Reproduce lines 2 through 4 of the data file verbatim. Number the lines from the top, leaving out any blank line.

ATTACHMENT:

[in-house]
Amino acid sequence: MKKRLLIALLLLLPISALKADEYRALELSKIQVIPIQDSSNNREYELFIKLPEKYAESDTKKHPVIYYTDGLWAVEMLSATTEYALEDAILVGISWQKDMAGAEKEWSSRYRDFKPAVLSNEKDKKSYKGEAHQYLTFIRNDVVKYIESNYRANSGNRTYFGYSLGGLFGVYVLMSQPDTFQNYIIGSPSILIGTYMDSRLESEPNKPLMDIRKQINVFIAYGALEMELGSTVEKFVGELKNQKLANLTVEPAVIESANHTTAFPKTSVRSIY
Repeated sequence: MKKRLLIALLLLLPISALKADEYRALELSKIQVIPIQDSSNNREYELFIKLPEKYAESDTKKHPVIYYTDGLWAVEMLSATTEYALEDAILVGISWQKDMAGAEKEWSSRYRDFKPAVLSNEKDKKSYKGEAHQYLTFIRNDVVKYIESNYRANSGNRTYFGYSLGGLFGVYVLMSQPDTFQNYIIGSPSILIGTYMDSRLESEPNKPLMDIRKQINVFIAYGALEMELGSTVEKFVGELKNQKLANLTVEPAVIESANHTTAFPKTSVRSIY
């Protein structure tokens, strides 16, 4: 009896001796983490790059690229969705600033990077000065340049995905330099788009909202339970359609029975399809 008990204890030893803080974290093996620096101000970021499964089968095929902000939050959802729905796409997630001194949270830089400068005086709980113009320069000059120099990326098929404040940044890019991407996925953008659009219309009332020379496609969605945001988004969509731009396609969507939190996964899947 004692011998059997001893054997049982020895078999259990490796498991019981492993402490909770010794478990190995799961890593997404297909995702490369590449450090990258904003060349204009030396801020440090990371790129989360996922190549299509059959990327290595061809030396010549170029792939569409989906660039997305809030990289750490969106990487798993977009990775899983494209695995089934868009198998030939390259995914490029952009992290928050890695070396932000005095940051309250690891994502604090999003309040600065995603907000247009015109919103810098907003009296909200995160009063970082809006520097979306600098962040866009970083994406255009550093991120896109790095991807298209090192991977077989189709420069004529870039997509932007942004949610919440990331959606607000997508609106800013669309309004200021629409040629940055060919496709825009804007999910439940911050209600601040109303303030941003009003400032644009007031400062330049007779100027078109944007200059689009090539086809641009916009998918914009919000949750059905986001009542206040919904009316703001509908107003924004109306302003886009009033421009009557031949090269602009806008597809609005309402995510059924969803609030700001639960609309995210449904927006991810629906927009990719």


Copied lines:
Amino acid sequence: MKKRLLIALLLLLPISALKADEYRALELSKIQVIPIQDSSNNREYELFIKLPEKYAESDTKKHPVIYYTDGLWAVEMLSATTEYALEDAILVGISWQKDMAGAEKEWSSRYRDFKPAVLSNEKDKKSYKGEAHQYLTFIRNDVVKYIESNYRANSGNRTYFGYSLGGLFGVYVLMSQPDTFQNYIIGSPSILIGTYMDSRLESEPNKPLMDIRKQINVFIAYGALEMELGSTVEKFVGELKNQKLANLTVEPAVIESANHTTAFPKTSVRSIY
Repeated sequence: MKKRLLIALLLLLPISALKADEYRALELSKIQVIPIQDSSNNREYELFIKLPEKYAESDTKKHPVIYYTDGLWAVEMLSATTEYALEDAILVGISWQKDMAGAEKEWSSRYRDFKPAVLSNEKDKKSYKGEAHQYLTFIRNDVVKYIESNYRANSGNRTYFGYSLGGLFGVYVLMSQPDTFQNYIIGSPSILIGTYMDSRLESEPNKPLMDIRKQINVFIAYGALEMELGSTVEKFVGELKNQKLANLTVEPAVIESANHTTAFPKTSVRSIY
């Protein structure tokens, strides 16, 4: 009896001796983490790059690229969705600033990077000065340049995905330099788009909202339970359609029975399809 008990204890030893803080974290093996620096101000970021499964089968095929902000939050959802729905796409997630001194949270830089400068005086709980113009320069000059120099990326098929404040940044890019991407996925953008659009219309009332020379496609969605945001988004969509731009396609969507939190996964899947 004692011998059997001893054997049982020895078999259990490796498991019981492993402490909770010794478990190995799961890593997404297909995702490369590449450090990258904003060349204009030396801020440090990371790129989360996922190549299509059959990327290595061809030396010549170029792939569409989906660039997305809030990289750490969106990487798993977009990775899983494209695995089934868009198998030939390259995914490029952009992290928050890695070396932000005095940051309250690891994502604090999003309040600065995603907000247009015109919103810098907003009296909200995160009063970082809006520097979306600098962040866009970083994406255009550093991120896109790095991807298209090192991977077989189709420069004529870039997509932007942004949610919440990331959606607000997508609106800013669309309004200021629409040629940055060919496709825009804007999910439940911050209600601040109303303030941003009003400032644009007031400062330049007779100027078109944007200059689009090539086809641009916009998918914009919000949750059905986001009542206040919904009316703001509908107003924004109306302003886009009033421009009557031949090269602009806008597809609005309402995510059924969803609030700001639960609309995210449904927006991810629906927009990719």